One series of Gildersleeve’s images tarnished his public image, however. On May 15, 1916, Gildersleeve had his photographic equipment with him at City Hall. That same day, a 17-year-old black man — Jesse Washington — had been tried and found guilty of raping and killing Lucy Fryer, a 53-year-old white woman. His jury consisted of 12 white men, the trial lasted an hour and deliberations took four minutes.
After the guilty verdict, Washington was taken down the back stairs of the McLennan County Courthouse. A mob seized Washington, and a brutal lynching took place. Gildersleeve photographed the events from his spot at City Hall. He later sold postcards with some of the images he shot that day.
“You’ve got to remember that he was a photographer. He was documenting what was taking place,” Wilson said. “Did he try to make money off of it? Yes, but he did it with everything else too. I don’t know if he really took sides. I’m not trying to justify what he did, but it seems a shame that someone’s entire career could be judged on one incident.”
Newman called Gildersleeve “a complex man.”
“He was a dandy. He was an artist. He was an entrepreneur. He was an innovator. He was hard-working. He was a philanderer,” Newman said. “He was many things. You could not boil them down to just one. And he was complicated, he was flawed and he was great all at the same time.”
Gildersleeve and his sister, Dr. Jessie Ellen Gildersleeve, who Wilson said was one of Waco’s first female doctors, “with a pretty thriving practice,” lived next door to one another in houses on Ethel Avenue. They shared a backyard, and in that backyard was a shed that Fred Gildersleeve used for storage. Most of his film negatives were ruined due to the conditions, but many of his glass negatives obviously survived, though even some of those succumbed to the heat.
Hunt said he used an Epson scanner in his office to scan the plates, and he set the resolution on the scanner “at twice what the Library of Congress recommends.”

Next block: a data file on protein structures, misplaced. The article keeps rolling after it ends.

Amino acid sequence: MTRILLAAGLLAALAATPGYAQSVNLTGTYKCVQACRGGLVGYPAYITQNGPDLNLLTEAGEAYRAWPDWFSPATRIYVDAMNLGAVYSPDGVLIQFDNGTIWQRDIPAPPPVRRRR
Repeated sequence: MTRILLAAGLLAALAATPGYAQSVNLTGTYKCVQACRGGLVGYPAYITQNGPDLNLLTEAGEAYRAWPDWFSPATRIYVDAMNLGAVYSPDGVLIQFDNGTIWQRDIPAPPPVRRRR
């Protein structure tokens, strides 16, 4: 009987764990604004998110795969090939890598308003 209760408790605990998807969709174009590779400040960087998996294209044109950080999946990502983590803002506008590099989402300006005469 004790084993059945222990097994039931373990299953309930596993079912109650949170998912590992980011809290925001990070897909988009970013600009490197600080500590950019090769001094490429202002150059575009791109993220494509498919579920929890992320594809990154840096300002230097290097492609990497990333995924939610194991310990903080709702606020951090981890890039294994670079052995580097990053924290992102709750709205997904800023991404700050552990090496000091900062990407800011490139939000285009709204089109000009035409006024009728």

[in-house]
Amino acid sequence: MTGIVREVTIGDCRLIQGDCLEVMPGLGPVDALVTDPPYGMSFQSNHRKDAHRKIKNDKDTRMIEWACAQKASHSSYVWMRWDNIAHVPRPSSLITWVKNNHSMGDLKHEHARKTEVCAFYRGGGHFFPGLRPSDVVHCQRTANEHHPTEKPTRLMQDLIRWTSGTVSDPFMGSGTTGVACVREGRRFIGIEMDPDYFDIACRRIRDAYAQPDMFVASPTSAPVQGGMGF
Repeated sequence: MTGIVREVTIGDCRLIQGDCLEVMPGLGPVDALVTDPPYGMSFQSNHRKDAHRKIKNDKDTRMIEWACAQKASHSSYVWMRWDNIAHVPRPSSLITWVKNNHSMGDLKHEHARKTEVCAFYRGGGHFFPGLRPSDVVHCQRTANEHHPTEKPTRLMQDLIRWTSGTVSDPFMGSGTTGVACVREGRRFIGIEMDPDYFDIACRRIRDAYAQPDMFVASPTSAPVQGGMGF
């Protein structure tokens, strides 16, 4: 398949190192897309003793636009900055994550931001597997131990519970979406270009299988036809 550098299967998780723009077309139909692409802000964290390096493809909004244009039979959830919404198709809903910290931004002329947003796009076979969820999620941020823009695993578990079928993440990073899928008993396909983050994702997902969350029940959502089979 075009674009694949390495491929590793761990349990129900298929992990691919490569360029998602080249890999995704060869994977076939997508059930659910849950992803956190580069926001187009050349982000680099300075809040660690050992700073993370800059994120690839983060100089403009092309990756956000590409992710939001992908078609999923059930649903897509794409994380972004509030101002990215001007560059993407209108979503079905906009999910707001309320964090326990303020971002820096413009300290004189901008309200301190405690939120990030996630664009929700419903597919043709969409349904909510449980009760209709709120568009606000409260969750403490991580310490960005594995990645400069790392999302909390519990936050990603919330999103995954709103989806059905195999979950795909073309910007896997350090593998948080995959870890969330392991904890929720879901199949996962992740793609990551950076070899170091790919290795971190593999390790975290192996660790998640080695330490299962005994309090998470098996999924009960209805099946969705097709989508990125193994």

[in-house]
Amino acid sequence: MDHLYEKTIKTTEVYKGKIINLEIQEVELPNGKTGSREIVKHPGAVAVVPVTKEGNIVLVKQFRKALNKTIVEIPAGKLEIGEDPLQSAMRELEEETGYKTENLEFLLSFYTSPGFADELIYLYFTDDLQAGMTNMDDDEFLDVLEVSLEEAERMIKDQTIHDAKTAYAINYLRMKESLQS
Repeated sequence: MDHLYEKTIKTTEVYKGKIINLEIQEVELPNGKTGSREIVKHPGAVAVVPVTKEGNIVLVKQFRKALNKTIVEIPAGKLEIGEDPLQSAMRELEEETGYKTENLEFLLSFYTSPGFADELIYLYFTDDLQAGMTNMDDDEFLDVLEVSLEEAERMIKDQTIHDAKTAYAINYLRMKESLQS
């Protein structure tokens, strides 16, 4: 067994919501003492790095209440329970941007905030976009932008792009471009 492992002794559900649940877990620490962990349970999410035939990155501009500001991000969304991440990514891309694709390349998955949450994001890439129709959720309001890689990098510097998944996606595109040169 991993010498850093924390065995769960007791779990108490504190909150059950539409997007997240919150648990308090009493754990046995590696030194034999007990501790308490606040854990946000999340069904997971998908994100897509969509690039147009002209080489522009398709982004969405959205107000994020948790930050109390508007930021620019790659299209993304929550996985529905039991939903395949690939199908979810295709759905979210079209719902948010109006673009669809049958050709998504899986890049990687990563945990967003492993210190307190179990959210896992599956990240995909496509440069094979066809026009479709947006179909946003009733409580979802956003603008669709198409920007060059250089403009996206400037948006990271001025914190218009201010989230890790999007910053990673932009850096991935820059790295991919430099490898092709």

“You can go down into the detail of these, like the streetcar, and the magnification is so great, you can read the little letters on the streetcar and see what’s going on down the street. You can zoom in on people’s faces. I wanted to show the incredible detail, and when I looked at what the Baylor Press was able to do, I was amazed that the printing process has gotten so good. Those prints in the book are similar to the detail that I’m seeing on my Mac computer screen, which blew me away.”
The clarity of the book’s images rival any digital photography of today, Newman said.
“When we first saw the high-res photos, we just gawked at them,” he said, “because you don’t get this good, even with the best digital cameras. The thing that we love is that Gildersleeve had an eye, but the older cameras were able to capture the depth and nuance in ways that even the digitals can’t. They don’t have the kind of character that his machines had.”
Gildersleeve lived in Waco until his death on February 25, 1958, at age 77. He was cared for in his later years by Waco historian Roger Conger, who inherited Gildersleeve’s work and donated it to the Texas Collection.
“Gildersleeve: Waco’s Photographer,” will be priced at $49.95 and should be available September 15 at stores throughout Waco, including Barnes & Noble, Baylor Bookstore, Cultivate 7Twelve, The Gift Horse, Sironia, Spice Village and the Waco Visitor Information Center.
Hunt and Wilson will talk about their work on the book in a presentation at 6 p.m. November 8 at the Mayborn Museum Theater on the Baylor campus. They’ll be available to sign copies of the book as well.